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The ever-increasing advancement in mobile technology makes it easier to take work home with us every day. This flexibility provides us with several benefits, but it doesn’t come without added risks. Most of us don’t have dedicated home office space and end up working at the dining room table or on our laps in the living room. These improvised workstations can cause aches and pains. Here are some tips to improve your comfort when working from home.

  • Set limits. The research is clear: the longer we work, the less efficient and creative we are. Determine the specific tasks you want to accomplish and limit yourself to those activities. Time management is even more important when working from home.
  • Don’t shoulder the burden. Be careful of how much material you bring home each evening. Excess weight can strain your back and arms. Be realistic about the work you will accomplish and limit yourself to the necessary materials. Using a rolling bag or a backpack with both shoulders, to support the load, may be useful if you routinely work from home in the evenings.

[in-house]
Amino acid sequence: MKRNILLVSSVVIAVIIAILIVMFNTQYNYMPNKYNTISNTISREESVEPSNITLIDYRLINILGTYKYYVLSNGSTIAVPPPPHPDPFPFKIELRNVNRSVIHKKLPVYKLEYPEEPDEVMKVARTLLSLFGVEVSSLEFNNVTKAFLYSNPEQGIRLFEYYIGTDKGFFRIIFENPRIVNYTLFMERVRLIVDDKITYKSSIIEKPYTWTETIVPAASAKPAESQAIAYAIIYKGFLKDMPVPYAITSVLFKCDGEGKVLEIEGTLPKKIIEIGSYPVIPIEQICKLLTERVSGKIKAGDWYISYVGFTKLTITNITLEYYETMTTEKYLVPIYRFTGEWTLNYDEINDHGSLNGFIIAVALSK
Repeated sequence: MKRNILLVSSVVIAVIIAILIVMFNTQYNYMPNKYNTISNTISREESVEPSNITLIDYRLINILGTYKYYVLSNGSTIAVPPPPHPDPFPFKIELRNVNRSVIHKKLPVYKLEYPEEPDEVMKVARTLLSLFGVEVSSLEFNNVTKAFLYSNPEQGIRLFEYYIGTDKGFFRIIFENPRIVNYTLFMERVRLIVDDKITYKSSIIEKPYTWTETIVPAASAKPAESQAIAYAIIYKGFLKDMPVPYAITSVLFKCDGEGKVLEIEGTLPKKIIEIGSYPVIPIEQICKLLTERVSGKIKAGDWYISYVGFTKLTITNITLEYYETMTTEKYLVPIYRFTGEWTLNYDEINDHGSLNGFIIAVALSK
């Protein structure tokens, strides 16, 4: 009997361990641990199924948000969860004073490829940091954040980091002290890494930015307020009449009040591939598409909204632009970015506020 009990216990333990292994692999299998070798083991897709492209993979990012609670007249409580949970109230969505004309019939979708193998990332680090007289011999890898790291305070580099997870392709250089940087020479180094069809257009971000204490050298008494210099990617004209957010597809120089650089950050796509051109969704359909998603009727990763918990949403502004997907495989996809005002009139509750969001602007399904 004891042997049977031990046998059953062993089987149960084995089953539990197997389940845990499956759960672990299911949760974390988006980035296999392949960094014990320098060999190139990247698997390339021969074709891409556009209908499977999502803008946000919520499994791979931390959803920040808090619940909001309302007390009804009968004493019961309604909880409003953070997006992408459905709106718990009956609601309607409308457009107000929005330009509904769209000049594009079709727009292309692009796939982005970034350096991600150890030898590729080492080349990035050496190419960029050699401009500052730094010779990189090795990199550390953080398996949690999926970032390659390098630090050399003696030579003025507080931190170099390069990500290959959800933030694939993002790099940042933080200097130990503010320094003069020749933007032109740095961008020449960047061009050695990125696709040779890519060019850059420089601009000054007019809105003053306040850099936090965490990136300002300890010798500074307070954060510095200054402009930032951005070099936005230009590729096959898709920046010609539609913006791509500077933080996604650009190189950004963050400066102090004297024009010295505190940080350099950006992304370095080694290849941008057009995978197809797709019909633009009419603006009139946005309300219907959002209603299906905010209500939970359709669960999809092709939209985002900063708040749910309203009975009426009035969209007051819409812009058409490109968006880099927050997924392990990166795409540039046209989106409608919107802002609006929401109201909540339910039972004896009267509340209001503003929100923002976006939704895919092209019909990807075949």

• Separate the input and display. Using laptops, tablets, and smartphones can cause awkward postures because the input and display are physically linked. If you are using a laptop or tablet to work from home, consider adding a separate keyboard and mouse. The visual demands for the eyes and the tactile demands for the hands require two different working positions. Place your laptop on a couple of books, or your tablet on a stand, and add separate input devices.
  • Pad your chair. Most kitchen and dining room chairs are not designed for prolonged sitting. Seating pads are readily available through many online and box store sources. This minor change can significantly increase comfort in your home workspace.
  • Avoid the temptation to multitask. Multitasking effectively is challenging due to the limited ability to co-process information. Set up your work-from-home environment to finish your work as promptly as possible.